Link Description
How the EITest Campaign’s Path to ANGLER EK Evolved Over Time Excellent overview of EITest and the payload and URL scheme changes it has seen since 2014.
Your Package Has Been Successfully Encrypted In-depth examination of a relatively new variant of the oft-iterated TeslaCrypt ransomware. Includes a great graphic that shows the rapid fragmentation of the ransomware industry.
Angler EK from 82.146.46[.]242 – New URI Pattern Analysis of Angler EK traffic from a particular host, showing a brand new URI pattern.

It makes sense that commodity malware has to innovate more often. Their methods are simpler, more visible, and ultimately easier for defenders and their technology to defeat. Signature generation and alerting for commodity malware is likely automated or semi-automated by many, raising the stakes for those peddling that malware. If they fail to innovate, they stop making money as signatures and patch management invalidate their methods. APT groups or those engaging in cyber-espionage? Their methods are more complex and sophisticated, in addition to the added burden of attempting to maintain their persistence inside an organization without being detected.


At the end of the day, this is a problem most simply demonstrated by David Bianco’s Pyramid of Pain. In essence, the Pyramid of Pain illustrates the concept that the majority of indicators (IPs, hashes, domains) are simple and low cost/effort to either defend against or replace as an attacker while the more challenging, complex indicators like tools and TTPs are both hard to effectively defend against and costly for an adversary to replace. Commodity malware authors and distributors simply need to change their executable or packaging or their URL-redirect/gate scheme and push the change out across their delivery network, without regard for the noise they make while doing so. These changes live primarily at the bottom of the pyramid; they’re not terribly costly for the adversary. In the case of APTs and other sophisticated intrusions, however, most of their methods exist higher up the pyramid. Accordingly, the cost of changing those methods, particularly while avoiding detection, is quite high. No wonder more sophisticated adversaries innovate only when they absolutely must.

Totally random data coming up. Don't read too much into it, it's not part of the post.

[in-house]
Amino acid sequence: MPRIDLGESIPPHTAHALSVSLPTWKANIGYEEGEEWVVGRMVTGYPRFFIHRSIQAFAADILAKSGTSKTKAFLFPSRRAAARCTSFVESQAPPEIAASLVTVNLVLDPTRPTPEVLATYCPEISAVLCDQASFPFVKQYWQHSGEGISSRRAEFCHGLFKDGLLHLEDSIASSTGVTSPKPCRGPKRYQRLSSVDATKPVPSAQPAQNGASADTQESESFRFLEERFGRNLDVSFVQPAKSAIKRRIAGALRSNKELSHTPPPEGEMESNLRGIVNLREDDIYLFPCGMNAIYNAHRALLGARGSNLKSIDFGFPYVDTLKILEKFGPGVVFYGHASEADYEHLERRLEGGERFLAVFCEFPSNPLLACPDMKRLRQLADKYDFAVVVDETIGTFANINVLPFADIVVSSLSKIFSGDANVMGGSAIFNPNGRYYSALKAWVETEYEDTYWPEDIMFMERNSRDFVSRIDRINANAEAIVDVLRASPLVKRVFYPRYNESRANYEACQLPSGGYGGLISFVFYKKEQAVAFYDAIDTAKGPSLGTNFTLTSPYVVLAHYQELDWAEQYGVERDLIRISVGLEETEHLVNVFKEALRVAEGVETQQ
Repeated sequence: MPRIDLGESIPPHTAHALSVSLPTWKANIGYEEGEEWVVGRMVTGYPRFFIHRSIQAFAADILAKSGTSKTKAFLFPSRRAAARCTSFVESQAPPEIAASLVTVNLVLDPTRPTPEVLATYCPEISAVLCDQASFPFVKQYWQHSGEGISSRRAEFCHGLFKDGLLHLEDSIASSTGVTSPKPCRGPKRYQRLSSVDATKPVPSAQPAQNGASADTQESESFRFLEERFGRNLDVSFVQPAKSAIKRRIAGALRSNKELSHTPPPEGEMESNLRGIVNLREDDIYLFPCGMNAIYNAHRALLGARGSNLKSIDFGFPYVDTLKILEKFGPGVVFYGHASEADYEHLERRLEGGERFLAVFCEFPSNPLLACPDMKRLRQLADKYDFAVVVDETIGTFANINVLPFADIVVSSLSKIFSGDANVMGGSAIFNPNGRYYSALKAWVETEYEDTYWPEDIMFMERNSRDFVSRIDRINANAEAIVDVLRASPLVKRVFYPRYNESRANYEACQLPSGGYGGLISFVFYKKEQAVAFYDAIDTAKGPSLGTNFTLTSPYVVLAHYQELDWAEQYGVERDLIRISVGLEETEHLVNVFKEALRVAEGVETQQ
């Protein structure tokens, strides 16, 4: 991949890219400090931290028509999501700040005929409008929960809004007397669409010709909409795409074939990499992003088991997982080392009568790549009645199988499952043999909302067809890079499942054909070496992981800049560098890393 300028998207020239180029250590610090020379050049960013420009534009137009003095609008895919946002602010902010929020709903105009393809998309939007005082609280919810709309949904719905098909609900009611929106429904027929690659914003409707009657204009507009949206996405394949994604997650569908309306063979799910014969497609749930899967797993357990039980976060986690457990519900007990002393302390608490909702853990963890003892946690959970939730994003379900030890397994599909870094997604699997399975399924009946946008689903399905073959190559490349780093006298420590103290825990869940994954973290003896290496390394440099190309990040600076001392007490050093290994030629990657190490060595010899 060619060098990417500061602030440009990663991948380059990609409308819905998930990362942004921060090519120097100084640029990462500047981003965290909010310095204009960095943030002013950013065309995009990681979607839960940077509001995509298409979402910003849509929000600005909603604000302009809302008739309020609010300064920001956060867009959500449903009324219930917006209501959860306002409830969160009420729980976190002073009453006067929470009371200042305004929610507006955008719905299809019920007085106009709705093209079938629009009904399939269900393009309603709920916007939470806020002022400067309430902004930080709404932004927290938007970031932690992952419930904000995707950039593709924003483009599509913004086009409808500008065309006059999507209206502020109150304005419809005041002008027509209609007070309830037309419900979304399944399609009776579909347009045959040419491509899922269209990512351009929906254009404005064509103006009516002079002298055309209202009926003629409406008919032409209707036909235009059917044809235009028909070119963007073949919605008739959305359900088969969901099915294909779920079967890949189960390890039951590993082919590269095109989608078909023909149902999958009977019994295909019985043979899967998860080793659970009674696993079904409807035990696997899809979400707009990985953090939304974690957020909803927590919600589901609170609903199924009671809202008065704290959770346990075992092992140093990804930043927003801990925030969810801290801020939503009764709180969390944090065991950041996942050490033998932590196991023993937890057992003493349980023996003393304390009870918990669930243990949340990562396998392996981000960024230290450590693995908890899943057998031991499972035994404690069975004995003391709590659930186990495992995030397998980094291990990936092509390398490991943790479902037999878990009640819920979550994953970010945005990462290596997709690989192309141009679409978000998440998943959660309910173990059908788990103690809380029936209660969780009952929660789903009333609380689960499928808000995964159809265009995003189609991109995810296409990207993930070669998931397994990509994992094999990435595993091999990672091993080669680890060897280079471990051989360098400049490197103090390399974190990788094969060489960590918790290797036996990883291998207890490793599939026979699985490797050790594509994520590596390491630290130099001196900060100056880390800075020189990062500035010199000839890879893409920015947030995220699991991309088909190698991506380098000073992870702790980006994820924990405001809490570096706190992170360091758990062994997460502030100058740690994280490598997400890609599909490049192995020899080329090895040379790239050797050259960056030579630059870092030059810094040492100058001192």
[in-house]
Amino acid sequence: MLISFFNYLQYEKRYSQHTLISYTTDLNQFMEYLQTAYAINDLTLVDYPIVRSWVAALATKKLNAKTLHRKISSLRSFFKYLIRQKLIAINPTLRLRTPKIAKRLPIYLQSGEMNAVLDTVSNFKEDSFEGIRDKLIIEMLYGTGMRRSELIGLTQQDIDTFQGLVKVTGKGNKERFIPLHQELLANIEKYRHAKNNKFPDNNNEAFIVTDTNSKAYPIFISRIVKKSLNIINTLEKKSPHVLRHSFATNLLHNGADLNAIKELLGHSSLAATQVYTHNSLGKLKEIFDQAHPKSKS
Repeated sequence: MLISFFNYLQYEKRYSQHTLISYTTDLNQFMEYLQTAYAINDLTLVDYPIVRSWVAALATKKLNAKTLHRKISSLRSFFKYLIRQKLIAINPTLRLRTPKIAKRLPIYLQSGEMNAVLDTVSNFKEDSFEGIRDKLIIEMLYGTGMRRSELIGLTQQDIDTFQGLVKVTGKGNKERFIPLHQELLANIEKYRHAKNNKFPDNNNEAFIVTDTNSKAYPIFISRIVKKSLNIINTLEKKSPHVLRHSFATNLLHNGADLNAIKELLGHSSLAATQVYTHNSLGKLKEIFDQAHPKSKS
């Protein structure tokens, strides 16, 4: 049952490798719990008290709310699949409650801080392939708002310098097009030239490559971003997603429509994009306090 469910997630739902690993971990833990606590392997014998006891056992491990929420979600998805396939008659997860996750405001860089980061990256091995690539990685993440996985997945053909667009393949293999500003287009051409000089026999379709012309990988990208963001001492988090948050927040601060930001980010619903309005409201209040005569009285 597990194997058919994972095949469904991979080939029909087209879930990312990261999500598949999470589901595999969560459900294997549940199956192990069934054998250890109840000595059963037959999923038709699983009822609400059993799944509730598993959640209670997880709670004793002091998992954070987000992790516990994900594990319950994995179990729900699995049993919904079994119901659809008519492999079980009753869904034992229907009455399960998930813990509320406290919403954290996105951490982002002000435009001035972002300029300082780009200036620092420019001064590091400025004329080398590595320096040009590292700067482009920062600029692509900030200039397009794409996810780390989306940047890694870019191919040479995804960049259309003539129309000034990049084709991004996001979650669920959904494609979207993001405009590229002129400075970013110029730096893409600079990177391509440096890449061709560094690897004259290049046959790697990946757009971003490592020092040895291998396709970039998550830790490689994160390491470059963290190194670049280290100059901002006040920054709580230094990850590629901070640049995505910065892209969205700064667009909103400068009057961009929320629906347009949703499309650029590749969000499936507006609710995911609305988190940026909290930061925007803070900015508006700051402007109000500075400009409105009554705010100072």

Now, armed with an understanding that the speaker we criticized initially was probably more correct than we gave him credit for, where does the bias lie and how can we combat it? Personally, I have to remember to pinch myself now and then and be mindful of the fact that the world really isn’t as full of Lotus Blossoms, PLATINUMs, and APT6s as it seems.  While those types of things are amazing brain fodder for me, my own day-to-day job is a prime example of the broader reality, which is far less exciting.


Image courtesy floodllama, provided under a Creative Commons license.

That reality is that commodity malware is my organization’s single largest threat (which can be just as damaging, if not more so than some APTs). Further, the unfortunate truth is that those threats do iterate quickly.  So, sometimes, it’s important to take off my whiz-bang intel wizard hat and look up from the ground; the perspective it brings is critical. I suggest we all take that step back and try to take in a little perspective now and then.

As always, I’d love your feedback; please reach out @swannysec.

Uncovering a New Angler-Bedep Actor